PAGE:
Until recently, the University of Southern California took a conventional approach to student course evaluations. At the end of the semester, students answered about a dozen questions, including ones asking them to rate the instructor and the course. Their feedback was used as the primary — or in some cases, sole — evidence of professors’ teaching effectiveness in formal performance reviews, including those to determine tenure and promotion.
For years, professors at USC had expressed concerns about how their course evaluations were designed and used, echoing similar worries across the country. Research has found that course evaluations are a poor measure of learning, prone to bias, and often interpreted in ways that make little statistical sense.
The research — particularly the evidence on gender bias — persuaded the university’s provost, Michael W. Quick, to end the use of course evaluations as a direct measure of teaching effectiveness this past spring. Students are still providing feedback, but now they’re using a new tool that asks them to weigh in on the learning experience more than on the instructor. Their feedback will be used differently, too. It will no longer serve as the main mechanism for evaluating teaching. Instead, it will help individual instructors improve, and help their schools observe larger patterns.Click here to read more.
The MIT Technology Review announced the 2018 TR35 list, which is its list of technology innovators under the age of 35. We are thrilled to share the news that our own Niki Bayat, who has just graduated with her PhD in Chemical Engineering, is in this prestigious list. To the best of my knowledge, Niki is the first USC PhD student having earned this distinction. Together with our previous USC Viterbi faculty winners, this makes for 13 such distinctions for USC Viterbi in the last 9 years, of whom nine are women engineers. I am sure that you all share my pride in this tremendous accomplishment from our faculty and students.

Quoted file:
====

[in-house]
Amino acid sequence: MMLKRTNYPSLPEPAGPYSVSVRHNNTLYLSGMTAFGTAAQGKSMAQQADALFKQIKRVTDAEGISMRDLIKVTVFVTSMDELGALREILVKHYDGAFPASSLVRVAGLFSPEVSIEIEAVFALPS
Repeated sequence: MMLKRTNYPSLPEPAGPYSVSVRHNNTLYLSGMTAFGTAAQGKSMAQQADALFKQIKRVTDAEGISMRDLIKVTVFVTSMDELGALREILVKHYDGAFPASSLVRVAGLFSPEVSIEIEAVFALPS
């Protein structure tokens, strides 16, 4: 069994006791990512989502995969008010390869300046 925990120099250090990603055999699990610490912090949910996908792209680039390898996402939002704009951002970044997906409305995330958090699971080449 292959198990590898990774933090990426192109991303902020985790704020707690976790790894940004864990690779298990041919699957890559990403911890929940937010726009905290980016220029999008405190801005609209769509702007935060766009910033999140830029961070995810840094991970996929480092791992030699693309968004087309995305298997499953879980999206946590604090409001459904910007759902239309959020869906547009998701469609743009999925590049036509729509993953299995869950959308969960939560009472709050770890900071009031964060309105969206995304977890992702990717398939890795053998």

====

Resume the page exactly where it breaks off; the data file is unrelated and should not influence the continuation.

Niki received her PhD in Chemical Engineering in May 2018 under the supervision of Professor Mark Thompson, and with the collaboration of Professor Mark Humayun. She joined USC in 2011 and obtained her MS in Chemical Engineering in 2014, under the supervision of Professor Theodore Tsotsis. Niki holds a BS in Chemical Engineering from Sharif University of Technology in Tehran, Iran, where she enrolled as the top student in her entering class. During the course of her PhD, she developed ground-breaking biomedical devices, including an injectable hydrogel for sealing open globe eye injuries, a reversible thermo-responsive adhesive patch for sealing injuries, and smart hydrogels that provide a unique platform for drug delivery, with her research featured on the cover of the Science Translational Medicine. Her inventions address an ongoing need to develop simple, affordable and efficient medical technologies for traumatic eye injuries and related vision dysfunction suffered by military personnel and veterans, among others. Together with a team of scientists and ophthalmologists, she is in the process of commercializing another one of her inventions through AesculaTech, Inc., a company she has co-founded. This work is particularly effective for glaucoma and dry eye patients who have daily requirements for administering eye drops. Click here to read more.
The Provost’s Mentoring Award, presented annually at the Academic Honors Convocation, honors faculty members whose investment in and generosity toward the academic and professional success of other USC faculty, postdoctoral scholars, graduate students, or undergraduate students demonstrate exemplary mentoring. All nomination materials should be submitted by Friday, October 19, 2018.
FACULTY HONORS AND AWARDS